protected inheritance in C++

To C++ Expert :

 I have a code looks like the follows :

class Base{
  public:
    Base(){}
    virtual ~Base(){}
} ;

class Derived: protected Base{
  public:
    virtual ~Derived(){}
} ;

int main()
{
    Base* pb = new Derived ;
    return 0 ;
}

However, it won't compile .... the error message says
 " fields of `Base' are inaccessible in `Derived' due to  
   private inheritance " ...

Therefore, I have a few questions here :
1. I use a protected inheritance ..... why it complains
   about the private inheritance ?
2. Why a pointer of the base type can not point to the
    class of derived type ? Is that just because it is a
    protected inheritance ? If so, why ?

 Thanks a lot !
 
meow .......
LVL 1
meow00Asked:
Who is Participating?

[Product update] Infrastructure Analysis Tool is now available with Business Accounts.Learn More

x
I wear a lot of hats...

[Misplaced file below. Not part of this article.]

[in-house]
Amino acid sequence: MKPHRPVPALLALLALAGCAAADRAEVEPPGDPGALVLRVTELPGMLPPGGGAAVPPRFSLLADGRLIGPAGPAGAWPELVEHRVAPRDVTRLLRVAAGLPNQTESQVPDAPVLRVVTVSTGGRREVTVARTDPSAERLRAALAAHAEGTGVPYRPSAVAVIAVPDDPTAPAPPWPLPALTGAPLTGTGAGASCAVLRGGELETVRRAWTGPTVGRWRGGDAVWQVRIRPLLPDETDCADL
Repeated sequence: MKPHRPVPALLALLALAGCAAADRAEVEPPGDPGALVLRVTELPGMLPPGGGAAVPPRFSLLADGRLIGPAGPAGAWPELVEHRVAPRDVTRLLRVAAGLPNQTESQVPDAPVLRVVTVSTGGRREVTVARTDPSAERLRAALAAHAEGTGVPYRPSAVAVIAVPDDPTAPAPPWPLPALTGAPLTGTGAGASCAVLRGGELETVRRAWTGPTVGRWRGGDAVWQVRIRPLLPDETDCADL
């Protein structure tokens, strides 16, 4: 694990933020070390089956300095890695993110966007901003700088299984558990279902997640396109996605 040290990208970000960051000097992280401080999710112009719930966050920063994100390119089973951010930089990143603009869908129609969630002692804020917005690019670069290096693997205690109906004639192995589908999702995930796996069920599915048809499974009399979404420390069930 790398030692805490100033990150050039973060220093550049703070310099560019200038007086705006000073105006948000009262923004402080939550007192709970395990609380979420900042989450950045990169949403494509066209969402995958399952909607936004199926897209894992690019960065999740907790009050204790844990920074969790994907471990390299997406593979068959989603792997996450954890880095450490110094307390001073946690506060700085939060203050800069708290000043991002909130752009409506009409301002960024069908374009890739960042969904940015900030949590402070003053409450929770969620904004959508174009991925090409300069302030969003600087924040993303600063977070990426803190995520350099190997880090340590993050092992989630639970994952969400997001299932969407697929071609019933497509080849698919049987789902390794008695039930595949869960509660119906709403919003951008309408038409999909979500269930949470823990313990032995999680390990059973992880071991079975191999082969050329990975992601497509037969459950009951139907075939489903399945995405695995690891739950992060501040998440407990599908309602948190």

"The solutions and answers provided on Experts Exchange have been extremely helpful to me over the last few years. I wear a lot of hats - Developer, Database Administrator, Help Desk, etc., so I know a lot of things but not a lot about one thing. Experts Exchange gives me answers from people who do know a lot about one thing, in a easy to use platform." -Todd S.

Mustak_ShaikhCommented:
Whenever you do a protected inheritence all the public base class members become protected derived class members and all protected base class members become private derived class members.
A pointer of the base type can indeed point to the class of derived type , there is no problem as long as if you public inheritence. because when you do public inheritence base class interface is a subset of derived class's interface , so in that case there is no problem of pointing to derived class's object with base object pointer.
Even when we do public inheritence , and when we make base pointer pointing to derived class's object , basically this pointer pointer points to common data members and functions i.e. the common interface.
as this case is not possible with niether protected nor private inheritence.

let me know if need more info on this.

Mustak_Shaikh

Experts Exchange Solution brought to you by

Your issues matter to us.

Facing a tech roadblock? Get the help and guidance you need from experienced professionals who care. Ask your question anytime, anywhere, with no hassle.

Start your 7-day free trial